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Author Topic: 10 Great Chambara  (Read 3767 times)
dave jenkins
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« on: October 06, 2006, 08:26:58 AM »

Sanjuro has got me thinking of Japanese films I like, specifically chambara or "sword fighting" films. I think the distinction between jidaigeki (historical drama) and chambara needs to be observed. All chambara are jidaigeki, but not all jidaigeki are chambara. For example, although Rashomon has a sword fight scene in it, I wouldn't consider it a chambara. You could call Crime and Punishment a policier, also, and you'd be just as wrong headed.

Anyway, here's ten of the best chambara I can think of, more or less in my order of preference.

10 Great Chambara

Samurai (1965) [Samurai Assassin]
Dai-bosatsu tôge (1966) [Sword of Doom, lit. “Great Bodhisattva Pass”]
Shichinin no samurai (1954) [Seven Samurai]
Sepuku (1962) [Harakiri]
Jôi-uchi: Hairyô tsuma shimatsu (1967) [Samurai Rebellion]
Ansatsu (1964) [Assassination]
Sanjuro Tsubaki (1962)
Miyamoto Musashi trilogy (1954-56) [Samurai 1-3]
Yojimbo (1961)
Samurai Fiction (1998)

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Sanjuro
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« Reply #1 on: October 06, 2006, 10:47:21 AM »

Dave, my compliment to your wide range of viewing experience and knowledge of Japanese films. Chambara films are samurai action films that are set in a time period mainly from 1600 to 1868. But this time definition is not definite. There are some exceptions like "Samurai Banner (Furin Kazan)" which time is set in before 1600. "Rashomon" is way off. Its time is 8th century. That's another reason it's not considered "chambara".

Incidentally, the group of knights in Star Wars series "Jedi" was named after "jidaigeki". 

These are my top 10 chambara films.

"Daisatsujin" by Eichi Kudo (if you talk about chambara, this is the ultimate.)
"Thirteen Assassins" by Eichi Kudo
"Seven Samurai" by Kurosawa
"Yojimbo" by Kurosawa
"Sanjuro" by Kurosawa
"Samurai Rebellion" by Masaki Kobayashi
"Miyamoto Musashi" series by Tom Uchida (much better than Inagaki's version)
"Orochi" by Buntaro Futagawa (http://www.matsudafilm.com/matsuda/movies/orochi.mov)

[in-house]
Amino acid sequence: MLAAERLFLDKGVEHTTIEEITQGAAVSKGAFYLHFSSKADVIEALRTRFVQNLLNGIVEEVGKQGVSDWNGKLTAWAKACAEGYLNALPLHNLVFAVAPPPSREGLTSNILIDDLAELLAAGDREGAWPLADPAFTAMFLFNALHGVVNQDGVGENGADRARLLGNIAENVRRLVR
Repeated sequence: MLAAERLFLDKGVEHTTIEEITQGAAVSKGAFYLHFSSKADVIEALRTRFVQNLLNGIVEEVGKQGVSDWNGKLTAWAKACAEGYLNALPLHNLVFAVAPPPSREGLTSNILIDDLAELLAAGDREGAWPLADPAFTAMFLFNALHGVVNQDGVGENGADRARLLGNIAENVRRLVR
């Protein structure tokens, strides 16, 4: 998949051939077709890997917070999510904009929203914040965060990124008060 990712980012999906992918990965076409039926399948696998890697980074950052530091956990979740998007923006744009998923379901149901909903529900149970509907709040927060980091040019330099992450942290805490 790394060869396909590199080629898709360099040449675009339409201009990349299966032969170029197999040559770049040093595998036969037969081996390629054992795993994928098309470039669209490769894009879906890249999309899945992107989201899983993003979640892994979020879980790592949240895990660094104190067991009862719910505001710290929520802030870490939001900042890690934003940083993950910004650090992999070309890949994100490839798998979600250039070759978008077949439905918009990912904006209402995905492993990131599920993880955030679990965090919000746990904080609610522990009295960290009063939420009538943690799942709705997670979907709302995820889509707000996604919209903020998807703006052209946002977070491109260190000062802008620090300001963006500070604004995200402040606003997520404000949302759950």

"When the Last Sword is Drawn" (Mibu Gishi-Den) by Yojiro Takita
"Tange Sazen/Hyakumanryo no Ttsubo" by Sadao Yamanaka (he is genius)

« Last Edit: October 06, 2006, 03:15:40 PM by Sanjuro » Logged

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Sanjuro
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« Reply #2 on: October 08, 2006, 04:02:14 AM »

Nobody else is interested in chambara?

Dave, seems like this thread ends here.

Well, if not chambara, how about Shamballa? Grin

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« Reply #3 on: October 08, 2006, 07:57:50 AM »

Here are my three chambara, in order:

1. Seven Samurai
2. Yojimbo
3. Sanjuro





Then again, those are the only three I've seen.

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« Reply #4 on: October 08, 2006, 10:20:36 PM »

Here are my three chambara, in order:

1. Seven Samurai
2. Yojimbo
3. Sanjuro

Then again, those are the only three I've seen.

It's a good start. I hope eventually you will see films of Masaki Kobayashi (Harakiri, Samurai Rebellion), Kihachi Okamoto (Kill), Yojiro Takita (When the Last Sword is Drawn) and Hideo Gosha (Three Samurai, Goyokin).

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dave jenkins
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« Reply #5 on: October 09, 2006, 05:37:42 PM »

The Gosha films I've seen I haven't liked (including 3 Samurai) but, on your recommendation, I will look out for Takita's When the Last Sword is Drawn.

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« Reply #6 on: October 09, 2006, 05:58:34 PM »

The Gosha films I've seen I haven't liked (including 3 Samurai) but, on your recommendation, I will look out for Takita's When the Last Sword is Drawn.

That film won Japanese Academy Award and made my macho brother-in-law cry.

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« Reply #7 on: October 09, 2006, 06:03:01 PM »

The Gosha films I've seen I haven't liked (including 3 Samurai) but, on your recommendation, I will look out for Takita's When the Last Sword is Drawn.

To be honest, I don't like Gosha personally either. But his samurai films certainly represent this genre in Japan.

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« Reply #8 on: October 10, 2006, 05:01:07 PM »

I can see how that might be true. But then, I'm probably not interested in films that are typical of a genre; I'm looking for films that are exceptional.

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« Reply #9 on: October 10, 2006, 09:58:48 PM »

I can see how that might be true. But then, I'm probably not interested in films that are typical of a genre; I'm looking for films that are exceptional.

I wouldn't argue about that. Have you seen Yoji Yamada's "Twilight Samurai"? It's a relatively new film. If you have not seen it yet, I recommend this too.

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